Exertional myopathy (rhabdomyolysis)

Common info

Exertional myopathy caused by the disintegration of muscles, resulting in melted muscle fibers flowing into the bloodstream, causing the muscles to be dead or can’t function properly, it can be life-threatening. Shock or acute renal failure may occur if the muscle fibers integrate with the blood flow and get into the tissue, it will reduce the blood flow to the kidneys and when the blood circulation stops, the myoglobin stops functioning and releases harmful substances that may block the kidney function, which can cause acute renal failure.


Exertional myopathy caused by the metabolic system that over-works, which is most often found in athletic dog breed, active dogs, or trained dogs such as a sled dog, which is a life-threatening condition of dogs, as a result of overworking, causing muscle cells damage. Dr. Suzanne Stack reported that the disease is similar to heatstroke, because of the symptoms such as fatigue, asthma, heart palpitations, or irregular beats which can cause acute heart failure.


Exertional myopathy caused by insufficient blood supply to the muscles after exercise or the arousing, causing muscle cells to be damaged and broken down, usually in dogs that are predators or trained dogs, such as sled dogs.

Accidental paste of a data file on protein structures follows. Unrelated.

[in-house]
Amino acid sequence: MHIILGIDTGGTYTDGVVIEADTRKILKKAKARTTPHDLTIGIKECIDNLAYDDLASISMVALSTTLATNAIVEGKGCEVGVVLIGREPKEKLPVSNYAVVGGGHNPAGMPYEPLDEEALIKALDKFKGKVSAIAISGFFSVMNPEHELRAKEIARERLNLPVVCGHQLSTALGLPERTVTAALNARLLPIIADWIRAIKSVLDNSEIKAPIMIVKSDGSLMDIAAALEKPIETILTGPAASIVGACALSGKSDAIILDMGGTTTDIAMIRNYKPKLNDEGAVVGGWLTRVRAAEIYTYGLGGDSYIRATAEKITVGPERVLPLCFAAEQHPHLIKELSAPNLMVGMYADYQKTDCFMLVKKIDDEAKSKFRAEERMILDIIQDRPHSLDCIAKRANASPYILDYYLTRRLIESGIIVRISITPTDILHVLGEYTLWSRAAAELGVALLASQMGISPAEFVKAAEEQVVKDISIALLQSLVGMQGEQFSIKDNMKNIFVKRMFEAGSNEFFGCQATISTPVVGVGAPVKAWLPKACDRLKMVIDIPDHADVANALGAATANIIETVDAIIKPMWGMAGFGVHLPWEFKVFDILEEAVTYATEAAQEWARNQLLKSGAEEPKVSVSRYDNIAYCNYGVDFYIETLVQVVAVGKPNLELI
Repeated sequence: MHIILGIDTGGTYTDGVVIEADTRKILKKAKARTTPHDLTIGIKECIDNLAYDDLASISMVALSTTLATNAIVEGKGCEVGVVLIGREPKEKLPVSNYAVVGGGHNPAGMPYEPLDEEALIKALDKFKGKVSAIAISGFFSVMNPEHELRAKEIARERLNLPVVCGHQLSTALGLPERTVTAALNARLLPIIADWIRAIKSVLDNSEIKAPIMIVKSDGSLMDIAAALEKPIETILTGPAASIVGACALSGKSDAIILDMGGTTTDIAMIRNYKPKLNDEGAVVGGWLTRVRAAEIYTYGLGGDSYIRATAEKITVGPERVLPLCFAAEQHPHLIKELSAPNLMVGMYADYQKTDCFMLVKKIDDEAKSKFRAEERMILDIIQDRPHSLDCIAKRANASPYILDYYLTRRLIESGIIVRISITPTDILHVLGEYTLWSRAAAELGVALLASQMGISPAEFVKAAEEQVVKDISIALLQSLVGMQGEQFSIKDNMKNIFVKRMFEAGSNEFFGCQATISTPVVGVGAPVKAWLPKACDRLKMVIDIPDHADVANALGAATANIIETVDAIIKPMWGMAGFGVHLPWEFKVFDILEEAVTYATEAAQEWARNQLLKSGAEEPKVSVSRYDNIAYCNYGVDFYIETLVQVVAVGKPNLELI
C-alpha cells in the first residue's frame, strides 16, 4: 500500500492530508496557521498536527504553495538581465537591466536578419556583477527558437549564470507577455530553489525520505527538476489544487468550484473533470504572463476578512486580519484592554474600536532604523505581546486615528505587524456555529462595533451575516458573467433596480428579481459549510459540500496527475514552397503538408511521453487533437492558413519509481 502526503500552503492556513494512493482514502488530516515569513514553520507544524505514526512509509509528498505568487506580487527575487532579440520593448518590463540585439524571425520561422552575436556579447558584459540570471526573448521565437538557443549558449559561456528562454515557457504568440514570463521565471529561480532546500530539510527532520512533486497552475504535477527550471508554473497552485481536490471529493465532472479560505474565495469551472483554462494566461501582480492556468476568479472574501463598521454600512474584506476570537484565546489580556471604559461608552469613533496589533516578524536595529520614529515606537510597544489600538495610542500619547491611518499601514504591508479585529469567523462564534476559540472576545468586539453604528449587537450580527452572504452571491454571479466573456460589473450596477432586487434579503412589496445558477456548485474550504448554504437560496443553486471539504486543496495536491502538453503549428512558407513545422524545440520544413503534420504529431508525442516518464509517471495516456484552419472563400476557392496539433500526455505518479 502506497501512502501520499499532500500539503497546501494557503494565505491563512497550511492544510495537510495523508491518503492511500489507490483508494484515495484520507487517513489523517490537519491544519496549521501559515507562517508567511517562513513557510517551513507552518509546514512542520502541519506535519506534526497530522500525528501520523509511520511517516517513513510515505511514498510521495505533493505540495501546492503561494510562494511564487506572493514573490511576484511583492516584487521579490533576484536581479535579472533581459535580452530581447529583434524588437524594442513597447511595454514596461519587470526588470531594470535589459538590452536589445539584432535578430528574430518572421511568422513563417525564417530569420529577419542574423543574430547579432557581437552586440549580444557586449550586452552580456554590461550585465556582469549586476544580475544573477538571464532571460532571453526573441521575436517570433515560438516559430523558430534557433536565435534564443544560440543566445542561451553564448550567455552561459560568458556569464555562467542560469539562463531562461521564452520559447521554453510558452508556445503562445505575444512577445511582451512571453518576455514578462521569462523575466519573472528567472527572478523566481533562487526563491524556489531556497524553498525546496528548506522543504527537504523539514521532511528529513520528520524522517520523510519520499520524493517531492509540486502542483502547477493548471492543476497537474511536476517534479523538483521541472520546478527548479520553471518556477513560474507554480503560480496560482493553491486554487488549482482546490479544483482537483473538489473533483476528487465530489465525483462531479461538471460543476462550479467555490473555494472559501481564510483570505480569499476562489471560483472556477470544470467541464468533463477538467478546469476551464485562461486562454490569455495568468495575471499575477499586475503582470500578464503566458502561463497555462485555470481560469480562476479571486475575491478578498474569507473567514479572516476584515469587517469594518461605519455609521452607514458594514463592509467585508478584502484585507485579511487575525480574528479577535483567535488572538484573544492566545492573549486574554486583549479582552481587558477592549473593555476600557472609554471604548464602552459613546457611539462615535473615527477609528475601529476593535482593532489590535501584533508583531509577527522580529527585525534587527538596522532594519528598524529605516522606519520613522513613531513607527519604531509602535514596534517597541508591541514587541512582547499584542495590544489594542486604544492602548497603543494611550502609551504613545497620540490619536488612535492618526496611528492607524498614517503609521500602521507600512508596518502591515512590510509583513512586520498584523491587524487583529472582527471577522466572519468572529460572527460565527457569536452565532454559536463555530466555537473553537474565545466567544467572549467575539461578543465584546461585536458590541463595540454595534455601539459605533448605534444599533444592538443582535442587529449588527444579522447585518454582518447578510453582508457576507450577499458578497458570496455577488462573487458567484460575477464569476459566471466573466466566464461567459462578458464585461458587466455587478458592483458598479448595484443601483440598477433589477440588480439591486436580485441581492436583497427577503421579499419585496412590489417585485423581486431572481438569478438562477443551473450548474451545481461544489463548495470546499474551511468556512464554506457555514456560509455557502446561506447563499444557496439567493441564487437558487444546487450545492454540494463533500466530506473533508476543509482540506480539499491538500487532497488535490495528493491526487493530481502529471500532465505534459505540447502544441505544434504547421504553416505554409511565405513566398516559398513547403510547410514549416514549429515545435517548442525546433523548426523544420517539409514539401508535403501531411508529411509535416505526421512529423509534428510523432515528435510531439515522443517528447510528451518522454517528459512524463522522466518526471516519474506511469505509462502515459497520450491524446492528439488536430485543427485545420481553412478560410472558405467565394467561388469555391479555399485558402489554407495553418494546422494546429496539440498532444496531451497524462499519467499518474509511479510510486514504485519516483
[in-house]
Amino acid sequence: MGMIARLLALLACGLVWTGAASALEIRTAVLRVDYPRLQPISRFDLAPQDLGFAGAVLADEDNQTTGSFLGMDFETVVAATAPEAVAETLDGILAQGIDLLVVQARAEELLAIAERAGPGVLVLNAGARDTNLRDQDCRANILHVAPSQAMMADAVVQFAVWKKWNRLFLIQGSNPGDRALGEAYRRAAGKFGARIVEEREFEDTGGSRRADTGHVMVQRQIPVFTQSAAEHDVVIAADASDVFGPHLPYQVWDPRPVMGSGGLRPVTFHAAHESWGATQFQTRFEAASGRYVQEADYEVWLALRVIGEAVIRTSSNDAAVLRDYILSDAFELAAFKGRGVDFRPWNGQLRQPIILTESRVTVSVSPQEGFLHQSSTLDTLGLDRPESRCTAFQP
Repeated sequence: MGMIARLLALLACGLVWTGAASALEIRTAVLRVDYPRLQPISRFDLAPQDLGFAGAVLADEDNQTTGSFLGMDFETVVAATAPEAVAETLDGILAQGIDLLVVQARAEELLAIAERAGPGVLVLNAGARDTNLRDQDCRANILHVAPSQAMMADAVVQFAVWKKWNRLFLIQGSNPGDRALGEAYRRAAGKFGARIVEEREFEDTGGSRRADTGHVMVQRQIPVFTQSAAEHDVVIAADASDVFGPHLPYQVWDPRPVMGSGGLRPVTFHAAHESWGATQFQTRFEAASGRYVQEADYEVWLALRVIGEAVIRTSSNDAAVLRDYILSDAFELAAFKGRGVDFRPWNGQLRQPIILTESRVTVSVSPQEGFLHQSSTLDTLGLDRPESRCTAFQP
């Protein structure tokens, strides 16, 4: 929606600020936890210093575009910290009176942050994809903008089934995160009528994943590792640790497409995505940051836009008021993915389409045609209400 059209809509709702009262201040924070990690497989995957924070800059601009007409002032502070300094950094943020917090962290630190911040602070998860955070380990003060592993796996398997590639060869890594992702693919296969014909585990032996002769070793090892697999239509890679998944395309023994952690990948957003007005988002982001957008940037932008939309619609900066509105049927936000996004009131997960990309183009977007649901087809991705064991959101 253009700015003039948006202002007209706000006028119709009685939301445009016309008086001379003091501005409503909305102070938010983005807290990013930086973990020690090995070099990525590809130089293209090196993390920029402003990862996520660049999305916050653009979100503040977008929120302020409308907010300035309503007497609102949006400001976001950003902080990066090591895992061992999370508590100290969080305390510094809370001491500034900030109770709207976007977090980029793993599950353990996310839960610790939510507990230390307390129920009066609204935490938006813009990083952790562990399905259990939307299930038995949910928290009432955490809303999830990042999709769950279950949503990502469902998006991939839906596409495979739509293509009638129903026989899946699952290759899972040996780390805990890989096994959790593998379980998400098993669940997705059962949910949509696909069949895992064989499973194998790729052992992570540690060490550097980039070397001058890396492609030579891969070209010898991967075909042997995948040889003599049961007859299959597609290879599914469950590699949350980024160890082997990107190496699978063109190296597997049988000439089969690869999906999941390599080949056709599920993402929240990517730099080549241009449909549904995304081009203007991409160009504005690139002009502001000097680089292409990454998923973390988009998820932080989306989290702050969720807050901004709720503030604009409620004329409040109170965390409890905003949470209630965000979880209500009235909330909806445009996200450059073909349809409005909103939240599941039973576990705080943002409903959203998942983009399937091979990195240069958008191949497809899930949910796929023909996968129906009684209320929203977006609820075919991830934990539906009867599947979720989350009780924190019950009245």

• Weak
  • Swelling
  • Dark color urine
  • Muscle pain
  • Stiff legs, unable to walk
  • Spasm in lower jaw muscles
  • Muscle atrophy
  • Flexion of the head and neck
  • Reduced muscle mass

Symptoms of Exertional myopathy start with sickness and weakness, swelling in the muscles, hop on one foot, muscle twitching, tilt head, causing the muscle to collapse (Muscle fiber decreases) and may have other symptoms as well.

Treatment and Prevention

Nowadays, most of the treatments Exertional myopathy (rhabdomyolysis) is providing food with complete nutrition or may provide supplementary food for animals to receive complete nutrition. Surgery is another treatment but there are chances of recurrence.

  1. MSD MANUAL Veterinary Manual | Muscle Disorders in Dogs
  2. Daily Puppy | Exertional Rhabdomyolysis in Dogs
  3. CVM | Exertional rhabdomyolysis (ER)
  4. Wag! | Metabolic Myopathy in Dogs
  5. G. Diane Shelton, DVM, PhD. 2004. Rhabdomyolysis, myoglobinuria, and necrotizing myopathies. Vet Clin Small Anim. 34 : 1469–1482.
  6. Richard J. Piercy et.al. . 2001. Vitamin E and exertional rhabdomyolysis during endurance sled dog racing. Neuromuscular Disorders 11 : 278-286.
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